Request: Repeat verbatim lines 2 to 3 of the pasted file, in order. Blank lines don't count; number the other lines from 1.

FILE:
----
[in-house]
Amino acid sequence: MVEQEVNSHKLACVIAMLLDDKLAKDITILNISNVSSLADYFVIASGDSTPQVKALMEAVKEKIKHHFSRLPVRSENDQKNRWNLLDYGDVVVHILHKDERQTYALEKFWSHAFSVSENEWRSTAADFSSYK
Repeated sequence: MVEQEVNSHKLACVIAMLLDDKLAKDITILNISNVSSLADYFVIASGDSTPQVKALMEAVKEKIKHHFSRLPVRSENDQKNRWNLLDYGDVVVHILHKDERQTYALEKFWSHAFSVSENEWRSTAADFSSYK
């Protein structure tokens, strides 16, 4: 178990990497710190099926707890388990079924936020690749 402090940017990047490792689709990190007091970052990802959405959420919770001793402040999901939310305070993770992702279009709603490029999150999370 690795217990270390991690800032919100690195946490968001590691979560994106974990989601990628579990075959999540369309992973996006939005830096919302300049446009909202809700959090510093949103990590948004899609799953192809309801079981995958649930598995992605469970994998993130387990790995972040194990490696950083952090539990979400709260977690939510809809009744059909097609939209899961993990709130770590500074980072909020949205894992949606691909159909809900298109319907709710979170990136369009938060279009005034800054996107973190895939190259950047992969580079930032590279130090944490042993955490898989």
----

Amino acid sequence: MVEQEVNSHKLACVIAMLLDDKLAKDITILNISNVSSLADYFVIASGDSTPQVKALMEAVKEKIKHHFSRLPVRSENDQKNRWNLLDYGDVVVHILHKDERQTYALEKFWSHAFSVSENEWRSTAADFSSYK
Repeated sequence: MVEQEVNSHKLACVIAMLLDDKLAKDITILNISNVSSLADYFVIASGDSTPQVKALMEAVKEKIKHHFSRLPVRSENDQKNRWNLLDYGDVVVHILHKDERQTYALEKFWSHAFSVSENEWRSTAADFSSYK